I had a science teacher in middle school who was a lot older than most of my teachers. She was old-fashioned and as a result, was the brunt of many immature jokes by my classmates. One of her favorite ways to correct our unruly behavior was to say, “Find your niche!” Imagine 13-year-olds passing on such an opportunity to imitate her in a disrespectful way. To make it worse she would point her finger to identify to whom she was speaking. Yeah, we were bad! And I still cringe to think of the torment we put her through. God forgive me!
But I have never forgotten her words. Maybe she knew us better than we realized.
There was another thing she said repeatedly that I understood then, but have come to greatly appreciate now. It is the main point of this post:
Put your brain in gear before putting your mouth in motion.
Such wisdom. I’ve heard it interpreted that we should walk into a room with our ears open and our mouth closed. In other words, listen to what’s going on in the room when you enter. Many times we have our own agenda and walk into a room thinking our spouse is sitting on the ready to hear our thoughts. If your home is like ours I’m sure this isn’t the case. We all have our own things to do each day. Be considerate of your spouse’s schedule. When you walk into the house from outside or into another room, listen first. Determine what’s going on in the room, and be courteous. Wait until the right time to say what you need to say. Then, be sure you’re thinking clearly before you say it. How many arguments and tensions in marriage could be avoided if we would simply practice this one bit of wisdom.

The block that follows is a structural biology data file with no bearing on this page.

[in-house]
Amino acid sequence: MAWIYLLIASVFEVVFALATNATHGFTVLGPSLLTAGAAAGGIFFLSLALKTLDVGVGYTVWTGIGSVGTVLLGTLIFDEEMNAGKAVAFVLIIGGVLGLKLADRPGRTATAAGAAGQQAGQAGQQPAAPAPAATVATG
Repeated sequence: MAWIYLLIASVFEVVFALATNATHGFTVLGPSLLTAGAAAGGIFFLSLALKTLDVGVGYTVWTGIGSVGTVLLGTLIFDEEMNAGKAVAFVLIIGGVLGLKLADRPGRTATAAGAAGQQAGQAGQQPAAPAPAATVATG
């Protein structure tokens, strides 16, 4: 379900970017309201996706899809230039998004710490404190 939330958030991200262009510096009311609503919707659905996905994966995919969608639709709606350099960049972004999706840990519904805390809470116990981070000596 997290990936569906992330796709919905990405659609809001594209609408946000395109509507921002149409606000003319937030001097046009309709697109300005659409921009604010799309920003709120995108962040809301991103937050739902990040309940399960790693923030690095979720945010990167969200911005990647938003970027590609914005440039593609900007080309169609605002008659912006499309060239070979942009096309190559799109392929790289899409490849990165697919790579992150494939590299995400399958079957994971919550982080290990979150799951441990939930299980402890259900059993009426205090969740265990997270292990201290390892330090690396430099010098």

Thank you Mrs. Smith, for rising above the ridicule and planting a seed of wisdom in my immature heart. I pray what it’s produced in me was worth your aggravation, and that one day your reward will be great. Today I’m taking your seeds and planting them in the heart of every person/couple who will read this post. Maybe, just maybe, we’ll “find our niche”–the place where strong marriages grow, and yours and mine will be all the better as a result.